Chicago police and meeting with gangs

When the story came out last week that Chicago Police Superintendent Jody Weis had met with gang leaders to deliver a warning that the police would crack down if the violence continued, I wondered if there would be some backlash. Many people looking at this story might be incredulous: why didn’t the police just arrest the gang members? If they know who the people are who are responsible for the violence, why not crack down already? Why are the Chicago police negotiating with gangs?

Mayor Daley defended Weis today:

The mayor, who faces re-election in February, has been trying to address criticism about continued violence on city streets. One approach has been to send Weis out for more public appearances to talk about crime…

Today, Daley likened the idea to the negotiations between war combatants.

“It’s a good concept. You’ll sit down with anyone,” Daley said. “We’ll negotiate after the Second World War. We’ll negotiate with anyone to have peace. Even during the war. So you sit down with anyone. If you can save one life, if I can save your son’s life, you’d want me to sit down with them,” the mayor said.

While this may not convince people (just read the comments after the story), the story behind such negotiations is much more complicated. Sudhir Venkatesh’s research about poor Chicago neighborhoods reveals that the police and the gangs actually have a relationship. Gang members may be partaking in criminal activities but they are also active, powerful, and important actors in their community. It is not as simple as just going in and arresting everyone.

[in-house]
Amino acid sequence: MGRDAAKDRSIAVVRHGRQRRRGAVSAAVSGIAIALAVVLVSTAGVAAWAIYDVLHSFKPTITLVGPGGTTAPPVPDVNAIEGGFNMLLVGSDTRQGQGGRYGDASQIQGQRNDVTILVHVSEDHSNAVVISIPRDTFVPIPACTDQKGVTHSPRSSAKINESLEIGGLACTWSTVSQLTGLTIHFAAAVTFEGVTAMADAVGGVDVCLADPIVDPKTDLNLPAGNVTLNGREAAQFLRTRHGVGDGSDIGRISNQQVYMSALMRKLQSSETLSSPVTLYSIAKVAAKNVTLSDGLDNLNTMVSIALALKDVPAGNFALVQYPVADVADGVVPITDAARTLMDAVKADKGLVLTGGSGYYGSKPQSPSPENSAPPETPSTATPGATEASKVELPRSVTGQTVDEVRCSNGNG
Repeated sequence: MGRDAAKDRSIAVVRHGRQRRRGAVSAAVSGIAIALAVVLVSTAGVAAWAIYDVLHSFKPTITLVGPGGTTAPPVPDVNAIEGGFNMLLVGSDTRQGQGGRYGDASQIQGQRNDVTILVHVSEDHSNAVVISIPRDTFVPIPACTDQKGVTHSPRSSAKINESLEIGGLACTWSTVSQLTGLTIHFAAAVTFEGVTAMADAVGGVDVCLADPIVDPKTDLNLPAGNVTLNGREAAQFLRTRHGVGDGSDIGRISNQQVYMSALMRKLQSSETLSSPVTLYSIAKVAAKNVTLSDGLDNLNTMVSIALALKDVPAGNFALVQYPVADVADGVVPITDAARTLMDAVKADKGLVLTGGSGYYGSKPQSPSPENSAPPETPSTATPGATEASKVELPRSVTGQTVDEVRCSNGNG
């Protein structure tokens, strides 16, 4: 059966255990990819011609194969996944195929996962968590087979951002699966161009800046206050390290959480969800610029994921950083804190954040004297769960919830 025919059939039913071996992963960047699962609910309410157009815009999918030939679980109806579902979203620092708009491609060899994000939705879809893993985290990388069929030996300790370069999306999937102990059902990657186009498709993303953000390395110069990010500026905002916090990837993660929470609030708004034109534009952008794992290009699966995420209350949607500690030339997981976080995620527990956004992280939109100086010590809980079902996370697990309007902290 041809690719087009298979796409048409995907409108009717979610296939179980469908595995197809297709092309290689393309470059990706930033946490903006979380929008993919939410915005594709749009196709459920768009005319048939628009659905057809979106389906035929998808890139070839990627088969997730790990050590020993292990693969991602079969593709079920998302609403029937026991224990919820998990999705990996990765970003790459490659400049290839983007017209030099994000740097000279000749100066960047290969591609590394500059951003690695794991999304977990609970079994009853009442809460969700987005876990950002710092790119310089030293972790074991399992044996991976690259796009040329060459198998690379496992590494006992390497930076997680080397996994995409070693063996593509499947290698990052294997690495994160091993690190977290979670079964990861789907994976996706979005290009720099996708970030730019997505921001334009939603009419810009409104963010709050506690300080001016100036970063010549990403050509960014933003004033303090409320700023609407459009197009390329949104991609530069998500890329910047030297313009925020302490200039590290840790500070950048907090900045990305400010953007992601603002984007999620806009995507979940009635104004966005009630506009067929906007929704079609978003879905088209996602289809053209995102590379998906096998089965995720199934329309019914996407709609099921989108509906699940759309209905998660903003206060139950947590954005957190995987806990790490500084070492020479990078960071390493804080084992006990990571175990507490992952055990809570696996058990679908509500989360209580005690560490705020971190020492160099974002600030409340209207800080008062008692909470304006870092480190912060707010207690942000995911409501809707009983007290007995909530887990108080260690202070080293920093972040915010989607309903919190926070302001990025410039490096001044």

The TV show The Wire illustrates this gray area. In the series, the police are generally after the leaders of the gangs, the guys in charge. They could crack down on the small-time dealers or runners but others just pop into place. While the crack-downs may look good for the media (and outsiders looking in), it doesn’t solve the larger problems.

Both Venkatesh’s research and The Wire suggest the problems of these neighborhoods are deeper than the gang activity. There are persistent problems of poverty, a lack of jobs, a lack of opportunities, poor schools, broken infrastructure, and isolation from the outside world. How to solve these issues and the problems of gangs is difficult – and would require a much broader perspective than just counting the number of crimes, arrests, and meetings between the police and gangs.

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